Natural Area Reserves are ecologically important tracts of land that have been set aside by the state, in perpetuity, as prime examples of Hawai‘i’s extraordinarily diverse environment. There are many different NARs. On O‘ahu, one of them preserves a coastal strand replete with ancient sand dunes. There is another on top of 14,000-foot Mauna Kea that flags a good example of Hawai‘i’s little-known high altitude tundra. The Mauna Kea reserve is, in fact, the remnant of an ancient glacier.  Most reserves, however, seek to sustain and showcase Hawai‘i’s last native rain forests which are perceived to be under siege from both natural and unnatural forces, including pigs. 

Scientists marshal considerable evidence to show that pigs indiscriminately tear through local plant life, particularly in the rain forests, and pave the way for such other invasive pests as mosquitos which carry avian malaria and the banana poka vine which chokes out native trees. Pigs like Willy Boy weigh up to 300 pounds. They are prolific breeders and relentless rooters and cause havoc when left unchecked. A lone pig, say ecologists, can completely denude a large swath of land in a single night. Multiplied many fold, they present a spreading danger to the forest habitats for Hawai‘i’s disappearing native creatures. For biologists, the usual remedy is to exterminate them.

Local hunters, most of whom are Kanaka Maoli, hold a very different view. They have vociferously resisted animal eradication and most attempts to remove them from critical bird and plant habitats. They contest much of the scientific evidence presented by environmentalists and assert that pigs are both an organic part of the landscape and an esteemed cultural and recreational resource. They argue further that, during hard times in economically depressed places like Hamakua on the island of Hawai‘i, they are an economic necessity.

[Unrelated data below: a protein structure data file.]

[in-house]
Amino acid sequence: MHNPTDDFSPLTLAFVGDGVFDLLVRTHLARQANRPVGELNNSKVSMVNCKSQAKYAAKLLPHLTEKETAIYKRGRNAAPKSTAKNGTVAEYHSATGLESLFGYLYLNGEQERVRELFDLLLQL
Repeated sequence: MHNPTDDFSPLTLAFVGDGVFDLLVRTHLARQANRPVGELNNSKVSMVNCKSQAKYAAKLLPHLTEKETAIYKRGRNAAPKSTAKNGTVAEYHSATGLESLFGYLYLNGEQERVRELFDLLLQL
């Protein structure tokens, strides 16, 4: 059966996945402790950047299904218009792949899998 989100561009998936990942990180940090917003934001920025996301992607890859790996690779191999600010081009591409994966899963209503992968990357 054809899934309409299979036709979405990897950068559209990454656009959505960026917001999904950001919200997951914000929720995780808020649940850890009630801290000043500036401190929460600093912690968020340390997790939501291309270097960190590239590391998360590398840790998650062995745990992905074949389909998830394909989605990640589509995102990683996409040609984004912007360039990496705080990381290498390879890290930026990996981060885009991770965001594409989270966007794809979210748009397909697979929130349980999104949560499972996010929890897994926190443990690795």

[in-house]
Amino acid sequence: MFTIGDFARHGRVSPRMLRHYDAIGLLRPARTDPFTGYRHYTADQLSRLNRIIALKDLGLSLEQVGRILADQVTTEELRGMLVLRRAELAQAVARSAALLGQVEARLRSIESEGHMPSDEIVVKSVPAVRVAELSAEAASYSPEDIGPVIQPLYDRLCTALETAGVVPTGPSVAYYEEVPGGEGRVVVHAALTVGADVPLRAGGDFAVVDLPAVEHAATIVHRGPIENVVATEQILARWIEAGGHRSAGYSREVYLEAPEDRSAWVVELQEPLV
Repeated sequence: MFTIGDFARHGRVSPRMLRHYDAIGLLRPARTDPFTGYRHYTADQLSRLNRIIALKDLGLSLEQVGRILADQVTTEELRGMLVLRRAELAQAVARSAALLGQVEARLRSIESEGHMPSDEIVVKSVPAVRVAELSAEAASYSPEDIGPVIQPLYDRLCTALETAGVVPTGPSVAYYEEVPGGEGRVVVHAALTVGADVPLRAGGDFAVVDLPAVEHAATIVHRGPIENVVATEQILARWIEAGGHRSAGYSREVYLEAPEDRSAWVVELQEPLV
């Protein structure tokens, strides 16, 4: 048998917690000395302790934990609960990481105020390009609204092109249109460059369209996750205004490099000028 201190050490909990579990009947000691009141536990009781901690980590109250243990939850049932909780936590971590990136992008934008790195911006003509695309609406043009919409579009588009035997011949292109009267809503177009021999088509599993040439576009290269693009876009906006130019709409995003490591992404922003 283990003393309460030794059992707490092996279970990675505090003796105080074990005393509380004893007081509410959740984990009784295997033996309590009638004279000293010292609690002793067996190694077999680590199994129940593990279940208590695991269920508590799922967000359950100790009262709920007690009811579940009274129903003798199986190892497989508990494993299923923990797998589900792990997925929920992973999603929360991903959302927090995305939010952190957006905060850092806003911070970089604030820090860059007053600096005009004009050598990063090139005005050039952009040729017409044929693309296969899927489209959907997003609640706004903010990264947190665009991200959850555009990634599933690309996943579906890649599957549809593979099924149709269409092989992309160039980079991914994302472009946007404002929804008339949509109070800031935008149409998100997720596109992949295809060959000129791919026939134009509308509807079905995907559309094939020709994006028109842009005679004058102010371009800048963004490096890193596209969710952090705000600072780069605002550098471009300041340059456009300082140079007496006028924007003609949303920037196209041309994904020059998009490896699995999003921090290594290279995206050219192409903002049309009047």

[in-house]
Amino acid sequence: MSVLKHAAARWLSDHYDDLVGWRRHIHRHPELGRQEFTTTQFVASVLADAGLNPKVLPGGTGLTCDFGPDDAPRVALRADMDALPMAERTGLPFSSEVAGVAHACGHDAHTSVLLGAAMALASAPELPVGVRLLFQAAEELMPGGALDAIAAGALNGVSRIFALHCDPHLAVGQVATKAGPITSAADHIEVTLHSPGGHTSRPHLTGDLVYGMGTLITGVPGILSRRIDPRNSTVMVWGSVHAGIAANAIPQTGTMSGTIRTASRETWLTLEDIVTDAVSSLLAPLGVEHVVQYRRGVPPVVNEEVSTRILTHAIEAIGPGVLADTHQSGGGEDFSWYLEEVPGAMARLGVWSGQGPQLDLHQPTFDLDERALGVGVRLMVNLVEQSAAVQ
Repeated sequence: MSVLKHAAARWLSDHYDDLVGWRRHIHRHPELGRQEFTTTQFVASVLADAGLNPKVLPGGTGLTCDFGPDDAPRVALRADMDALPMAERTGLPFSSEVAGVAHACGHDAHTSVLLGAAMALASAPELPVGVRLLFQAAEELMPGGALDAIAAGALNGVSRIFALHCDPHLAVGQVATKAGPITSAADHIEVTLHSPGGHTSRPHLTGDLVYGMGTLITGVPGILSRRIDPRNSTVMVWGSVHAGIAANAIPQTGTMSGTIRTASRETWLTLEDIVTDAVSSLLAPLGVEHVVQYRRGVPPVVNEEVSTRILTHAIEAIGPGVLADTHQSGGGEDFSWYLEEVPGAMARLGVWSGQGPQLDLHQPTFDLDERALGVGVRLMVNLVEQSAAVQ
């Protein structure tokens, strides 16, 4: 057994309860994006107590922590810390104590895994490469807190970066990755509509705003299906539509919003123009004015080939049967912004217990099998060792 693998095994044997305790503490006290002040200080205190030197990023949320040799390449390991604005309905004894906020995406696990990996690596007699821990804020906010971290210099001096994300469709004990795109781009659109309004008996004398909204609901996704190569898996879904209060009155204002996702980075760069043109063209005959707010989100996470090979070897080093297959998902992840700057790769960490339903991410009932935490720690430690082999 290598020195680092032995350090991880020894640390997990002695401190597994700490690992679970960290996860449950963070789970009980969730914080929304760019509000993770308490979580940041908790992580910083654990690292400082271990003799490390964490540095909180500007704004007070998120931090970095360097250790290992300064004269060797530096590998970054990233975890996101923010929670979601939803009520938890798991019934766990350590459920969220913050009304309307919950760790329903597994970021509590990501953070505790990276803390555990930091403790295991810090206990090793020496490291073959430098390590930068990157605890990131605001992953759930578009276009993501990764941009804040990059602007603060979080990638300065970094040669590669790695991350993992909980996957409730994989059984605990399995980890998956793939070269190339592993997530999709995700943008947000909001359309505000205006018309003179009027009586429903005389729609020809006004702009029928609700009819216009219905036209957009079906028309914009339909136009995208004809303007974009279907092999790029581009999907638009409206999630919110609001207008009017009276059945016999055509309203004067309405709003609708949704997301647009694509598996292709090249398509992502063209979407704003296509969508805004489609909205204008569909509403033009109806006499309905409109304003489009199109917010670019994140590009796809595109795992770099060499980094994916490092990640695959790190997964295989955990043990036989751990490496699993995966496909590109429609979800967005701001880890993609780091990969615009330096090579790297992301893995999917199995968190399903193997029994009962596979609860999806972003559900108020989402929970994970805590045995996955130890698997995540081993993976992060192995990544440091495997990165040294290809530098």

For a variety of reasons, therefore, the pig issue greatly rankles many Kanaka Maoli. Wild pigs are traditional food. They are customarily hunted by Kanaka Maoli men and their dogs, most often with guns, but of late, in the traditional way als with knives and spears. These hog battles are a matter of personal and cultural pride. Pigs figure prominently in Hawaiian cosmology and in the legends of local deities that Hawaiian children still hear at home. For many Kanaka Maoli, pigs are very much part of what is deemed to be “natural.”

In this context, and fueled further by the forces of cultural revitalization, pigs are political and symbolic. Kanaka Maoli activists are asserting strong claims for independence and reparations from both the state and federal governments.  The pig issue adds to this larger debate and involves charges of “eco-imperialism” and a call for Kanaka Maoli dominion over Hawai‘i’s forests. “Why,” says one of the hunters, “should some scientist from America get to come here and tell us that this plant or that bird is more important than us? We will decide these things for ourselves.”

Which is precisely what the NAWG and this particular mediation effort is all about.

Staked out in the extreme, the opening mediation positions have a Bosnia-like intractability about them. Some members of the working group advocate putting up as many stretches of pig-proof fences as possible, removing the pigs inside, and, over time, expanding the Natural Area Reserve system so that more forest is protected. Others take a polar-opposite approach. They argue that pig populations and hunting opportunities must be expanded, that some of the NARs should be turned into Game Management Areas, and that all existing fences in and around the NARs need to be torn down because they interfere with pig breeding and migration and are dangerous to hikers, hunters, and dogs.